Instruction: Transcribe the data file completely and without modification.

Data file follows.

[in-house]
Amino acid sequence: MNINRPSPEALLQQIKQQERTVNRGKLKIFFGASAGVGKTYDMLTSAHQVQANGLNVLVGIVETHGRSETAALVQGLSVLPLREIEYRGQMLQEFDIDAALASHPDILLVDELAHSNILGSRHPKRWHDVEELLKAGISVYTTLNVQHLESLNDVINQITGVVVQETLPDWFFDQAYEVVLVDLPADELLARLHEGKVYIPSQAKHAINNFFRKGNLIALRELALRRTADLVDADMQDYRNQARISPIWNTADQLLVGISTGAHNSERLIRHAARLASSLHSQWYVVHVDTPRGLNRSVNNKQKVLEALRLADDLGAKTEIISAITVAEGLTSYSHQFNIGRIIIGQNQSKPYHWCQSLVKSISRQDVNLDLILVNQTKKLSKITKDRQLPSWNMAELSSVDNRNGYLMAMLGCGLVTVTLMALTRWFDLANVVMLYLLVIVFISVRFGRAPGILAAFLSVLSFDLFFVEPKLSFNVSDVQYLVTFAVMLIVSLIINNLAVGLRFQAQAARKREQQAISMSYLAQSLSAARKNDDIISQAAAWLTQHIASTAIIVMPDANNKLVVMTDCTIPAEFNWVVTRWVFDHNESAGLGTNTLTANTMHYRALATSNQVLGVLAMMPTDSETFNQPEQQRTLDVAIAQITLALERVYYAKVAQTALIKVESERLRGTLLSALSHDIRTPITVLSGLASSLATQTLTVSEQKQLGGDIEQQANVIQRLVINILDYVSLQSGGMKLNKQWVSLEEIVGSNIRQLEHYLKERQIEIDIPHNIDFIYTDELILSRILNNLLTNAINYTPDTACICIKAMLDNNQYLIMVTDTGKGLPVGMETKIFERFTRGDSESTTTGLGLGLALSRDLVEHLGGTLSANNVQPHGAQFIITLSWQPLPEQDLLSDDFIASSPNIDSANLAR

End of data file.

[in-house]
Amino acid sequence: MNINRPSPEALLQQIKQQERTVNRGKLKIFFGASAGVGKTYDMLTSAHQVQANGLNVLVGIVETHGRSETAALVQGLSVLPLREIEYRGQMLQEFDIDAALASHPDILLVDELAHSNILGSRHPKRWHDVEELLKAGISVYTTLNVQHLESLNDVINQITGVVVQETLPDWFFDQAYEVVLVDLPADELLARLHEGKVYIPSQAKHAINNFFRKGNLIALRELALRRTADLVDADMQDYRNQARISPIWNTADQLLVGISTGAHNSERLIRHAARLASSLHSQWYVVHVDTPRGLNRSVNNKQKVLEALRLADDLGAKTEIISAITVAEGLTSYSHQFNIGRIIIGQNQSKPYHWCQSLVKSISRQDVNLDLILVNQTKKLSKITKDRQLPSWNMAELSSVDNRNGYLMAMLGCGLVTVTLMALTRWFDLANVVMLYLLVIVFISVRFGRAPGILAAFLSVLSFDLFFVEPKLSFNVSDVQYLVTFAVMLIVSLIINNLAVGLRFQAQAARKREQQAISMSYLAQSLSAARKNDDIISQAAAWLTQHIASTAIIVMPDANNKLVVMTDCTIPAEFNWVVTRWVFDHNESAGLGTNTLTANTMHYRALATSNQVLGVLAMMPTDSETFNQPEQQRTLDVAIAQITLALERVYYAKVAQTALIKVESERLRGTLLSALSHDIRTPITVLSGLASSLATQTLTVSEQKQLGGDIEQQANVIQRLVINILDYVSLQSGGMKLNKQWVSLEEIVGSNIRQLEHYLKERQIEIDIPHNIDFIYTDELILSRILNNLLTNAINYTPDTACICIKAMLDNNQYLIMVTDTGKGLPVGMETKIFERFTRGDSESTTTGLGLGLALSRDLVEHLGGTLSANNVQPHGAQFIITLSWQPLPEQDLLSDDFIASSPNIDSANLAR